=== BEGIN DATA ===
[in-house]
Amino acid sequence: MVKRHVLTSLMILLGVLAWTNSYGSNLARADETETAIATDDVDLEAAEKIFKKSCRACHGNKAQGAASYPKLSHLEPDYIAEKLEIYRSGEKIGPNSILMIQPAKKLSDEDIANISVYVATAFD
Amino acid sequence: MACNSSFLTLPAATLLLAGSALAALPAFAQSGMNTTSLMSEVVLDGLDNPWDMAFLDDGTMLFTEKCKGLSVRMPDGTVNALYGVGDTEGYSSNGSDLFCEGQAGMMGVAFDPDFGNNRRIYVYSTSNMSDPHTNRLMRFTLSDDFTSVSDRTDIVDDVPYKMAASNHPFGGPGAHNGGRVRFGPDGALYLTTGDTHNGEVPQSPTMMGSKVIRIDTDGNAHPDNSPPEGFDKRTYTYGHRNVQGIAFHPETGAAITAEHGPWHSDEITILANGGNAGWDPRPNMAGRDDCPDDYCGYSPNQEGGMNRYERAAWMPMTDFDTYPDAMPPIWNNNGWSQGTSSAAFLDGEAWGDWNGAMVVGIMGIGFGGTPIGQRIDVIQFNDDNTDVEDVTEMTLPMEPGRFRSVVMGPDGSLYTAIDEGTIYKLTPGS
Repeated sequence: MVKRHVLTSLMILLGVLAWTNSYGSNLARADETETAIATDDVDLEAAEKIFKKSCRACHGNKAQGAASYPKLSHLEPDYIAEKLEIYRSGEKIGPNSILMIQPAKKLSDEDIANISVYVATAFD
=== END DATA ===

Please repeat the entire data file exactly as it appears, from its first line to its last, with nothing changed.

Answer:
[in-house]
Amino acid sequence: MVKRHVLTSLMILLGVLAWTNSYGSNLARADETETAIATDDVDLEAAEKIFKKSCRACHGNKAQGAASYPKLSHLEPDYIAEKLEIYRSGEKIGPNSILMIQPAKKLSDEDIANISVYVATAFD
Amino acid sequence: MACNSSFLTLPAATLLLAGSALAALPAFAQSGMNTTSLMSEVVLDGLDNPWDMAFLDDGTMLFTEKCKGLSVRMPDGTVNALYGVGDTEGYSSNGSDLFCEGQAGMMGVAFDPDFGNNRRIYVYSTSNMSDPHTNRLMRFTLSDDFTSVSDRTDIVDDVPYKMAASNHPFGGPGAHNGGRVRFGPDGALYLTTGDTHNGEVPQSPTMMGSKVIRIDTDGNAHPDNSPPEGFDKRTYTYGHRNVQGIAFHPETGAAITAEHGPWHSDEITILANGGNAGWDPRPNMAGRDDCPDDYCGYSPNQEGGMNRYERAAWMPMTDFDTYPDAMPPIWNNNGWSQGTSSAAFLDGEAWGDWNGAMVVGIMGIGFGGTPIGQRIDVIQFNDDNTDVEDVTEMTLPMEPGRFRSVVMGPDGSLYTAIDEGTIYKLTPGS
Repeated sequence: MVKRHVLTSLMILLGVLAWTNSYGSNLARADETETAIATDDVDLEAAEKIFKKSCRACHGNKAQGAASYPKLSHLEPDYIAEKLEIYRSGEKIGPNSILMIQPAKKLSDEDIANISVYVATAFD